Strategist

  • Independent
  • Organized
  • Results-oriented
  • Decisive

The Strategist is a big picture person who looks ahead and considers how decisions will benefit the entire organization. Strategists are fact-based and less concerned with schmoozing colleagues than they are with getting to the bottom of important issues. They're decisive, no-nonsense people who like close control of their work.

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Characteristics of a Strategist

Natural Strengths

  • Independent
  • Organized
  • Results-oriented
  • Decisive

Common Drivers

  • Understanding of the big picture
  • Opportunities to work with facts
  • Variety and flexibility
  • Time to develop expertise

Blind Spots

  • Can be perfectionistic
  • Frustrated by stagnation
  • May appear tough-minded
  • Controlling of delegated work

The Strategist on a team

Strategists are natural leaders. They’re known to be analytical, results-oriented, and authoritative. They thrive in and help contribute to a culture that drives innovation, change, and results. Teams are often designed by default rather than intention. A strategic, data-driven approach to building teams is what helps organizations win.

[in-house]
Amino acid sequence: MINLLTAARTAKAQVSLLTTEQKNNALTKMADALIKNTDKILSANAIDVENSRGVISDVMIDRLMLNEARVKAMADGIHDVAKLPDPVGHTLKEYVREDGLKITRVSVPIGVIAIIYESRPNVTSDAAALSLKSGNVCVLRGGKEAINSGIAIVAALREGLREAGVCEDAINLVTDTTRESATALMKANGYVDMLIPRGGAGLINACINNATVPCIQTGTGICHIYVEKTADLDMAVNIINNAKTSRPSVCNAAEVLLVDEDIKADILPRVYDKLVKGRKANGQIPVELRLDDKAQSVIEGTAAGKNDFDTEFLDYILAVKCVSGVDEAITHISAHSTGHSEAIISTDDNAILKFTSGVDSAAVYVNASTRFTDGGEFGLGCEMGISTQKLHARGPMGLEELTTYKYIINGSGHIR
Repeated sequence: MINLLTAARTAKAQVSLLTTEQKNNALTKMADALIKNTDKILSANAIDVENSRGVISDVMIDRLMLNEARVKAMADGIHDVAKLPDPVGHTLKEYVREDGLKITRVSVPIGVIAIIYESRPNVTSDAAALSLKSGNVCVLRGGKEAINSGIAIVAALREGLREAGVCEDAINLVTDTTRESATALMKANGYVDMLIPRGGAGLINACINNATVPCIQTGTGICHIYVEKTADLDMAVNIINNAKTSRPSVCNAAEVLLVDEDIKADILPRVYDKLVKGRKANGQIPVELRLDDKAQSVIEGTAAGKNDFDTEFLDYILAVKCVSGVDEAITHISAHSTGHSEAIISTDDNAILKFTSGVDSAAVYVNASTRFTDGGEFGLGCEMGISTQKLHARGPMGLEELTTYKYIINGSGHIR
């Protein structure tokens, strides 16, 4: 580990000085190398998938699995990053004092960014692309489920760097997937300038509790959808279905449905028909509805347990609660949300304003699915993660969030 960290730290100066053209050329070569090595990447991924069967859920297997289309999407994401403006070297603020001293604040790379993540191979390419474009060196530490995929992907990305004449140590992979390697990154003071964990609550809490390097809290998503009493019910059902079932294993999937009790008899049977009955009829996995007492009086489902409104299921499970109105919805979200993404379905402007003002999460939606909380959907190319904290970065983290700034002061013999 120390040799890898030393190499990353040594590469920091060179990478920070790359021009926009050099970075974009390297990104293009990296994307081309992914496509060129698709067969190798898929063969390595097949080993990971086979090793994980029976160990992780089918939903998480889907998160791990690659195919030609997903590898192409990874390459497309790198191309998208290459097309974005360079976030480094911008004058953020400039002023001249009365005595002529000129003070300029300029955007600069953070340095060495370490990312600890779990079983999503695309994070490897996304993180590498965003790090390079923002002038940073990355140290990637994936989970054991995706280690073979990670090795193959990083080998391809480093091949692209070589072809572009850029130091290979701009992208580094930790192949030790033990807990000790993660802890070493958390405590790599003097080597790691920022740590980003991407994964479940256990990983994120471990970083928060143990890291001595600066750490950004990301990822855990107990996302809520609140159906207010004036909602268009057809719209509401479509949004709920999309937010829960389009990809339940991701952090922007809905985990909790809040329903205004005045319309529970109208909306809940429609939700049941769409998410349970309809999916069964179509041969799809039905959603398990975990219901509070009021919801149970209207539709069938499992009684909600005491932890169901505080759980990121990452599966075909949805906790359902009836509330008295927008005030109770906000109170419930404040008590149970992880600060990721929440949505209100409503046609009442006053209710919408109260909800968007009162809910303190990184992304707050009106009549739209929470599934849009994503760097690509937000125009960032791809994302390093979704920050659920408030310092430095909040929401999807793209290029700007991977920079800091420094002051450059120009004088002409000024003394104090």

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Managing a Strategist

Often managers try to manage everyone the same way—and that’s usually the way they like to be managed. But this approach can backfire. People like to be managed differently—and it may not always be in a way that comes naturally to you. Even beyond the individual needs, teams require different leadership styles. You wouldn’t manage a sales team the same way you’d manage a team of developers.

When working with Strategists, remember that they’re introspective, intense, critical, and driven to achieve. They’re typically most effective when they can balance multiple priorities, think big picture, and anticipate problems. When managing this profile, consider some of the following suggestions:
Keep things moving.

  • Follow directions—and ensure your team does as well.
  • Provide opportunities to take a risk and innovate.
  • Allow them to focus on high-quality work.
  • Give them time to develop their expertise.
  • Help them navigate interpersonal relationships.
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Explore talent optimization.

Companies that struggle to build high-performing teams are often missing critical people data. With The Predictive Index and talent optimization, you can stop guessing at how to get the most from your people— and better align your people to deliver on the results you’re after.

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